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Beginning In The Backcountry: A Guide For No-Timers and First-Timers

by David Jones

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For me, it started on a family vacation to the Smoky Mountains of Tennessee. To keep me occupied for the eight-hour drive back home, my parents bought me a copy of Harvey Manning's Backpacking: One Step at a Time. By the time we got back to the flatlands I knew, even at 12 years old, that no matter how weird it all got I would always have a place, and it would always be outside.

Tragically, it was almost 15 more years before I made it into the backcountry. But there I was, poised at a Smoky Mountain trailhead with at least 50 pounds on my back for this two-night trip. My pack was the backcountry equivalent of the Beverly Hillbillies' flatbed, with a 10-pound tent right there where Granny should have been. Throw on a pair of running shoes and a dozen bagels, and it was all I could do to hobble four miles to camp.

Though far from a hardened veteran, I've put enough miles on the boots to have picked up a decent sense of fine-tuning the art. My pack doesn't look like a truck anymore, and I don't carry nearly as many bagels. I've discovered basecamping, and I carry a water filter.

Though I wouldn't take anything for my degree from On-The-Trail University, there are a few pieces of information that would have served me well had I gotten them from some other source besides Experience. In that spirit, I would like to offer those who stop at this site on the way to their first backcountry adventures a few assorted bits of advice.

Have fun. Really, it's why you're there in the first place. Take your time. Watch a cloud form. No stress is the rule in the woods, and the way you avoid stress is by following Rule 2.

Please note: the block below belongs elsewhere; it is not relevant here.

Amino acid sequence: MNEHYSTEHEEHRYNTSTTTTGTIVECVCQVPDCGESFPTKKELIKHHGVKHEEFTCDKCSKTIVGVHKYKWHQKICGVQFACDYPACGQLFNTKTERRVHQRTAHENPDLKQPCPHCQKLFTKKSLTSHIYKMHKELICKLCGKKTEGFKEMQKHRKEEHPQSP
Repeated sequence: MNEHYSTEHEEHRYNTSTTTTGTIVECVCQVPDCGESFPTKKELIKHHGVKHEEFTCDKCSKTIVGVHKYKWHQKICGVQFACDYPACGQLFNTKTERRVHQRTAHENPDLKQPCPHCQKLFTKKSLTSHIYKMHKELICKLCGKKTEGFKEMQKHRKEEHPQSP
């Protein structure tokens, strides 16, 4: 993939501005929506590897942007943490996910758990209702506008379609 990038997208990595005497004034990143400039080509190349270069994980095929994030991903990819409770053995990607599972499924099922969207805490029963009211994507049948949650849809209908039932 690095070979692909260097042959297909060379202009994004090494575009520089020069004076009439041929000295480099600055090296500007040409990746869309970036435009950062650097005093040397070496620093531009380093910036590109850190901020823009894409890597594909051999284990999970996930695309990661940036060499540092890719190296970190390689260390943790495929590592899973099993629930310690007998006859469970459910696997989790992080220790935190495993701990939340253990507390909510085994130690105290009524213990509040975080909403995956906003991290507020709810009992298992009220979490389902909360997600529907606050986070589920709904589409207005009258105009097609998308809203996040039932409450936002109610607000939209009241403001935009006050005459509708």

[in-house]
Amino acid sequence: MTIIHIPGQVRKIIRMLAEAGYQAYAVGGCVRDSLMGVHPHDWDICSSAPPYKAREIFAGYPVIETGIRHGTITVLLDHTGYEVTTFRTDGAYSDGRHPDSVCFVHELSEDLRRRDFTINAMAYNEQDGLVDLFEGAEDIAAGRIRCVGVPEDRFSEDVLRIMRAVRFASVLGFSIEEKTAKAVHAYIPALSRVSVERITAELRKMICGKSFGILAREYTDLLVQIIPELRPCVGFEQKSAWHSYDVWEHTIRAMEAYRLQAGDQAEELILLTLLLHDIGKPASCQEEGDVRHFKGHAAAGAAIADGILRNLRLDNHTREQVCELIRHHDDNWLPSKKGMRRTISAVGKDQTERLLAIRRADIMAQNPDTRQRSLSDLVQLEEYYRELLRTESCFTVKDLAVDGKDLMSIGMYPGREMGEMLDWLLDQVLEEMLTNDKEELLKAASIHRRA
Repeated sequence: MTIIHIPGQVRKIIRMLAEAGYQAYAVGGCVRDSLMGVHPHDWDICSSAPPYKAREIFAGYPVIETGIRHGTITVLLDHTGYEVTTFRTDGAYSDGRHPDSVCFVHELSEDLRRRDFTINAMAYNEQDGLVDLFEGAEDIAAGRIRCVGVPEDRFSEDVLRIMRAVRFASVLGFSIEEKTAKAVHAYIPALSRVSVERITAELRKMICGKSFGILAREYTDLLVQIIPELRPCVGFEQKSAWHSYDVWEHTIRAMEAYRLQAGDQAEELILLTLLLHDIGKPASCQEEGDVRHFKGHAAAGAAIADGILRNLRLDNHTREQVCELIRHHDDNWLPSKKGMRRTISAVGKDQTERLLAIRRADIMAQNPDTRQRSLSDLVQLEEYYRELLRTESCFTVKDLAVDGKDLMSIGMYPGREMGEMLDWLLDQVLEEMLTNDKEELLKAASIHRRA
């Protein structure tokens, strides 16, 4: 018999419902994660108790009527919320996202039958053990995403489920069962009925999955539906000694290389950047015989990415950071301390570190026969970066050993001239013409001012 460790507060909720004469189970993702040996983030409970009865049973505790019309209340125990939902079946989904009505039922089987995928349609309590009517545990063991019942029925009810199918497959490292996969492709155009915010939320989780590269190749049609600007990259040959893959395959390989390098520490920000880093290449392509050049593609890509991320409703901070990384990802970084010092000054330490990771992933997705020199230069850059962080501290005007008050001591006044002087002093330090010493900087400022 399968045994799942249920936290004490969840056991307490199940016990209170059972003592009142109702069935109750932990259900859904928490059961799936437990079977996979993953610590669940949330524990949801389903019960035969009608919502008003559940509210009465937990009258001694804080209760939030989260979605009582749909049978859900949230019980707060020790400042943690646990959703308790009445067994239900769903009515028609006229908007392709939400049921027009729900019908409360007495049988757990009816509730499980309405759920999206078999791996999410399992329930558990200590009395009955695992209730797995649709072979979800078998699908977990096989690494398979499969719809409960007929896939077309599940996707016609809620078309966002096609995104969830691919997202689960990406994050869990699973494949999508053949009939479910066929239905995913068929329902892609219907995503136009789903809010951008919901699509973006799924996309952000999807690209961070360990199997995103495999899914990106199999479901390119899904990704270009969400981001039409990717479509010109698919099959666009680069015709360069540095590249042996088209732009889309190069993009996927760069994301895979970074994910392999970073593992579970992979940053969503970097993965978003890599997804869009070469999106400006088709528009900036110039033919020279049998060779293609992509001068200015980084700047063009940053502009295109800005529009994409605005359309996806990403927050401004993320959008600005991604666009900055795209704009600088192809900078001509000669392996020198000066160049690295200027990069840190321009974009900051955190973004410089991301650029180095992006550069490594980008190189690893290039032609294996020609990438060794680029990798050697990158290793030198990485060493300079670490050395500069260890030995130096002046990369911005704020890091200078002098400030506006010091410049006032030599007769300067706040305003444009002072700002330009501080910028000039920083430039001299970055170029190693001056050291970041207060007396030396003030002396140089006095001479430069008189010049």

Be prepared. Too many backcountry disasters and near-misses result from the hiker's own ill-preparedness; inadequate clothing, lack of routefinding ability, bad judgment calls. Life-threatening situations don't just happen -- they are (in most cases) allowed to happen. Know what conditions you're going into, know how to deal with them, and pack accordingly. Park management can give valuable advice on local conditions and permitting procedures, but you have to call them.

Know your equipment. You're not a traildork just because you know which insulation your sleeping bag uses. Your gear may well be called upon to save your life one day; the more you know about your equipment, the easier it will be to avoid situations that would overcome its abilities.

Make sure you know what everything does and how it operates before you leave the house. (And speaking of leaving the house, a friend who will recognize himself once took his trailrookie wife into the bush around Fairbanks for one of her first overnighters. Though I'm sure he remembered his star chart and his miniature pepper grinder, he did forget the fuel pump for his stove. Knowing your equipment also means making sure it comes with you -- make a checklist.)

Know your own abilities. The trail is always steeper and longer than it looks on the map or sounds in the guidebooks. ("After an invigorating climb, you reach the summit.") If you're depending on a shuttle or are restricted to some other timetable, make sure you can finish what you start.